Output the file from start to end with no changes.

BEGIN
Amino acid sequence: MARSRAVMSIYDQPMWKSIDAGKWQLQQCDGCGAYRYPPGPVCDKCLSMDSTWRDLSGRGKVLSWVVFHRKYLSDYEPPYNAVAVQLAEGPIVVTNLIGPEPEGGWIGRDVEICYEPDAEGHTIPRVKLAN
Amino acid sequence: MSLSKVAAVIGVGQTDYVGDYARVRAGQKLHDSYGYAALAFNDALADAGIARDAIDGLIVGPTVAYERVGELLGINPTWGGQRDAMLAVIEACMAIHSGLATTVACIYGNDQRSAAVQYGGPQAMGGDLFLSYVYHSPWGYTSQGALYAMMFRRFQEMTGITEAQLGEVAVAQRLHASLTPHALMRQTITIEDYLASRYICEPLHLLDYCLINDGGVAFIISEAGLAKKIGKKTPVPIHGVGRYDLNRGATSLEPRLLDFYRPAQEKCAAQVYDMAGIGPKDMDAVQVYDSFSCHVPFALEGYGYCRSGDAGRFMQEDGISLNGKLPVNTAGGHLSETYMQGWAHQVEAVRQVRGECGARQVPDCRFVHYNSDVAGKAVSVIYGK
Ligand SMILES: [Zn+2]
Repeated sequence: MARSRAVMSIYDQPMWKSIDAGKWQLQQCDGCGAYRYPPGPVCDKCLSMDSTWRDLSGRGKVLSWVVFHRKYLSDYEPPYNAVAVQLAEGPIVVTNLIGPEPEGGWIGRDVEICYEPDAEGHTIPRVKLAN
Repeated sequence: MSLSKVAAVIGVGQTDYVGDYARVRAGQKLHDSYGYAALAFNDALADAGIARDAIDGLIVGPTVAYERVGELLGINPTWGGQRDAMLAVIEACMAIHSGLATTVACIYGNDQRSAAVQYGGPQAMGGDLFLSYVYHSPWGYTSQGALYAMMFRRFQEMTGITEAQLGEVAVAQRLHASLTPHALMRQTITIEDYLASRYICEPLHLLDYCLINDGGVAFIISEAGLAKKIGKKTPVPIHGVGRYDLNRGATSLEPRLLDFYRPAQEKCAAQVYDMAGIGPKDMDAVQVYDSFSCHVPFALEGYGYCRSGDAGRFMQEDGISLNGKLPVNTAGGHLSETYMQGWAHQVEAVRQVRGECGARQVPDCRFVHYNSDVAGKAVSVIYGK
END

Amino acid sequence: MARSRAVMSIYDQPMWKSIDAGKWQLQQCDGCGAYRYPPGPVCDKCLSMDSTWRDLSGRGKVLSWVVFHRKYLSDYEPPYNAVAVQLAEGPIVVTNLIGPEPEGGWIGRDVEICYEPDAEGHTIPRVKLAN
Amino acid sequence: MSLSKVAAVIGVGQTDYVGDYARVRAGQKLHDSYGYAALAFNDALADAGIARDAIDGLIVGPTVAYERVGELLGINPTWGGQRDAMLAVIEACMAIHSGLATTVACIYGNDQRSAAVQYGGPQAMGGDLFLSYVYHSPWGYTSQGALYAMMFRRFQEMTGITEAQLGEVAVAQRLHASLTPHALMRQTITIEDYLASRYICEPLHLLDYCLINDGGVAFIISEAGLAKKIGKKTPVPIHGVGRYDLNRGATSLEPRLLDFYRPAQEKCAAQVYDMAGIGPKDMDAVQVYDSFSCHVPFALEGYGYCRSGDAGRFMQEDGISLNGKLPVNTAGGHLSETYMQGWAHQVEAVRQVRGECGARQVPDCRFVHYNSDVAGKAVSVIYGK
Ligand SMILES: [Zn+2]
Repeated sequence: MARSRAVMSIYDQPMWKSIDAGKWQLQQCDGCGAYRYPPGPVCDKCLSMDSTWRDLSGRGKVLSWVVFHRKYLSDYEPPYNAVAVQLAEGPIVVTNLIGPEPEGGWIGRDVEICYEPDAEGHTIPRVKLAN
Repeated sequence: MSLSKVAAVIGVGQTDYVGDYARVRAGQKLHDSYGYAALAFNDALADAGIARDAIDGLIVGPTVAYERVGELLGINPTWGGQRDAMLAVIEACMAIHSGLATTVACIYGNDQRSAAVQYGGPQAMGGDLFLSYVYHSPWGYTSQGALYAMMFRRFQEMTGITEAQLGEVAVAQRLHASLTPHALMRQTITIEDYLASRYICEPLHLLDYCLINDGGVAFIISEAGLAKKIGKKTPVPIHGVGRYDLNRGATSLEPRLLDFYRPAQEKCAAQVYDMAGIGPKDMDAVQVYDSFSCHVPFALEGYGYCRSGDAGRFMQEDGISLNGKLPVNTAGGHLSETYMQGWAHQVEAVRQVRGECGARQVPDCRFVHYNSDVAGKAVSVIYGK